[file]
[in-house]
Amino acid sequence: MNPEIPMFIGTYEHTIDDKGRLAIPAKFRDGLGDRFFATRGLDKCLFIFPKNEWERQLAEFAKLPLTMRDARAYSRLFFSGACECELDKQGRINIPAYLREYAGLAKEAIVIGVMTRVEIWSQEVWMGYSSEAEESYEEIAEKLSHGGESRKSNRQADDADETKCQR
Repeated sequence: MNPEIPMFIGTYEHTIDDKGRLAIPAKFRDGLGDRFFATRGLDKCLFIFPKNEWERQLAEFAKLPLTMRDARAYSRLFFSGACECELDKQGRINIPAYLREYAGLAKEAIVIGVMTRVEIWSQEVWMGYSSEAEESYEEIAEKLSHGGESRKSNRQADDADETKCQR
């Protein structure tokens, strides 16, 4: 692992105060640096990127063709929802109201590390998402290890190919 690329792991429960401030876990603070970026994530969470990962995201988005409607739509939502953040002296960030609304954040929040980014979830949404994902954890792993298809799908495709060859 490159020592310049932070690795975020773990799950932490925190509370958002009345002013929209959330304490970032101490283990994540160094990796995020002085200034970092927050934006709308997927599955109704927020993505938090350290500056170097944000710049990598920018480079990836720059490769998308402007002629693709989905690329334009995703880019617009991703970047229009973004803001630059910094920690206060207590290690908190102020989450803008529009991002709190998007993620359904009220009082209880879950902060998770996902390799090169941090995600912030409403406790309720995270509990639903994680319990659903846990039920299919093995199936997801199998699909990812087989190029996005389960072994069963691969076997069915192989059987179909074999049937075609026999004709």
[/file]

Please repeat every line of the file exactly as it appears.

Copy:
[in-house]
Amino acid sequence: MNPEIPMFIGTYEHTIDDKGRLAIPAKFRDGLGDRFFATRGLDKCLFIFPKNEWERQLAEFAKLPLTMRDARAYSRLFFSGACECELDKQGRINIPAYLREYAGLAKEAIVIGVMTRVEIWSQEVWMGYSSEAEESYEEIAEKLSHGGESRKSNRQADDADETKCQR
Repeated sequence: MNPEIPMFIGTYEHTIDDKGRLAIPAKFRDGLGDRFFATRGLDKCLFIFPKNEWERQLAEFAKLPLTMRDARAYSRLFFSGACECELDKQGRINIPAYLREYAGLAKEAIVIGVMTRVEIWSQEVWMGYSSEAEESYEEIAEKLSHGGESRKSNRQADDADETKCQR
């Protein structure tokens, strides 16, 4: 692992105060640096990127063709929802109201590390998402290890190919 690329792991429960401030876990603070970026994530969470990962995201988005409607739509939502953040002296960030609304954040929040980014979830949404994902954890792993298809799908495709060859 490159020592310049932070690795975020773990799950932490925190509370958002009345002013929209959330304490970032101490283990994540160094990796995020002085200034970092927050934006709308997927599955109704927020993505938090350290500056170097944000710049990598920018480079990836720059490769998308402007002629693709989905690329334009995703880019617009991703970047229009973004803001630059910094920690206060207590290690908190102020989450803008529009991002709190998007993620359904009220009082209880879950902060998770996902390799090169941090995600912030409403406790309720995270509990639903994680319990659903846990039920299919093995199936997801199998699909990812087989190029996005389960072994069963691969076997069915192989059987179909074999049937075609026999004709």